Over 50 percent of respondents agreed that APEC needed to have a set of aspirational development goals to make its work on economic and technical cooperation more effective. The provision of affordable education to provide workers with the skills to compete in the global market place was ranked as the most important developmental goal for the region followed by physical connectivity and the provision of basic services.

Of all of these agreements, regional opinion-leaders were only positive about the likely conclusion of the ASEAN Economic Community (AEC) and the TPP by 2015. They were by far the least optimistic about reaching a conclusion for the WTO DDA with 59 percent stating it was not likely and only 8 percent stating likely.

While the region has made tremendous progress in promoting regional economic integration, it is challenged by growing income inequalities as well as a perception that some segments of society are unable to benefit from the integration process. Work on economic and technical cooperation is supposed to help bridge those gaps but thus far the results have been limited. There is a need to revisit how economic-technical cooperation (ecotech) is conceptualized and communicated to meet expectations on the delivery of outputs and outcomes benefiting stakeholders. Given the diversity of work undertaken, APEC should take a value chain approach to its work which requires a mapping exercise to connect activities to each other in a business production logic.

Regional aid for trade is particularly relevant to the many challenges faced by ecotech. The trade agenda of developing economies in general and Asian developing economies in particular is increasingly being pursued through regional economic integration and cooperation efforts. In many developing regions, fragmented markets inhibit trade and competitiveness. Regional cooperation is
one way in which these markets can be enlarged, specialization can emerge, and risks can be shared. As reviewed extensively in OECD-WTO (2011, 2013), aid for trade has hitherto made considerable progress in mobilizing resources to overcome supply-side constraints and infrastructural bottlenecks that inhibit participation in the international marketplace.

Regional aid for trade can help developing economies benefit from existing and emerging trade opportunities via its ability to enhance the effects of regional cooperation. A regional approach to removing trade-related binding constraints, supported by national, multi-economy and regional strategies, can greatly augment the impact of trade flows. In fact, many competitiveness challenges are regional in nature. For instance, the trade performance of landlocked economies depends on the quality of the infrastructure in their neighbors.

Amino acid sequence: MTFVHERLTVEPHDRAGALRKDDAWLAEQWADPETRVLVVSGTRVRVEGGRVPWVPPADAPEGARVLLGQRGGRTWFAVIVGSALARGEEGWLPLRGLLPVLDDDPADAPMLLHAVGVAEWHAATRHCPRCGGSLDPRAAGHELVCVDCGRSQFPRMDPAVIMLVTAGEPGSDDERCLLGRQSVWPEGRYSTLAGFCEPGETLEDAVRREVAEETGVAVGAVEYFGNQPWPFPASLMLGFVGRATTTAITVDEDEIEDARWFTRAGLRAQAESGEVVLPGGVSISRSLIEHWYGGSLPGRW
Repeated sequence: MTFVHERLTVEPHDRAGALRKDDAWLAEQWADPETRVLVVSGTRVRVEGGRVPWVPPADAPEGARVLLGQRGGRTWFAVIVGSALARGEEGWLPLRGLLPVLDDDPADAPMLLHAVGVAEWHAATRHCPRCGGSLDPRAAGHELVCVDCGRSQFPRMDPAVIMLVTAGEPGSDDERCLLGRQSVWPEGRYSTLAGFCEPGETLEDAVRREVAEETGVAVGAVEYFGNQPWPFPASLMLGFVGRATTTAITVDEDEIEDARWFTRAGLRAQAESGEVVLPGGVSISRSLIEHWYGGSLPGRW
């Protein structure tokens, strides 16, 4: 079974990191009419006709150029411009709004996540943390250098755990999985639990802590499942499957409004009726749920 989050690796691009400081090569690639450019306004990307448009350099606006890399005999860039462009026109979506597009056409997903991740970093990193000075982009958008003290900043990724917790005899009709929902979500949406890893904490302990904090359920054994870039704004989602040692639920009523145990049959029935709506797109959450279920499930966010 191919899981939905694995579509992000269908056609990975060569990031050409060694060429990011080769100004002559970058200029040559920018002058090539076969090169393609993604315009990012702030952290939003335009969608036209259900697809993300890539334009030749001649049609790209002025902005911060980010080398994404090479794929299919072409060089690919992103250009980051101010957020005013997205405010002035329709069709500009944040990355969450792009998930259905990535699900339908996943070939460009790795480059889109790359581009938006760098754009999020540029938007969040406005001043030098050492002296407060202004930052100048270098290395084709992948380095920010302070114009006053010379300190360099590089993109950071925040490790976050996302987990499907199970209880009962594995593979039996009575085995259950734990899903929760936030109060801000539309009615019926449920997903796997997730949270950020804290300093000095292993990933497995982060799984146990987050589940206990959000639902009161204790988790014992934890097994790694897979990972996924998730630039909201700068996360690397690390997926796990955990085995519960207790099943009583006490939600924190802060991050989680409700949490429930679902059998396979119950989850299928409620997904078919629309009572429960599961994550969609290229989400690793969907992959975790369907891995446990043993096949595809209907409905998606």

The challenges facing policy-makers and the stakeholders they represent are constantly changing. While the region has benefited enormously from the integration process led by the removal of border barriers, many behind-the-border issues continue to constrain growth and development. The pace and magnitude of the changes that take place in economies, especially developing ones, means that economic and technical cooperation programs need to be more both more responsive and show tangible outcomes for those they are intended to impact. Without these capacity building programs the risk is that specific groups potentially affected by change attempt to resist the integration process. At a time when growth is volatile and protectionism is on the rise, outcome-oriented cooperation can play a crucial role in ensuring that the integration process continues and that stakeholders are ready to benefit from the process.

The process of economic integration of the Asia-Pacific region has resumed since the slowdown from the global economic crisis, according to the latest update to the PECC index of regional economic integration. The updates show that almost all Asia-Pacific economies are more integrated or dependent on Asia-Pacific markets. Noticeably, Singapore and Hong Kong are still the most integrated economies. As the freest business harbors, Hong Kong and Singapore benefit the most from economic recovery in trade, investment, and tourists.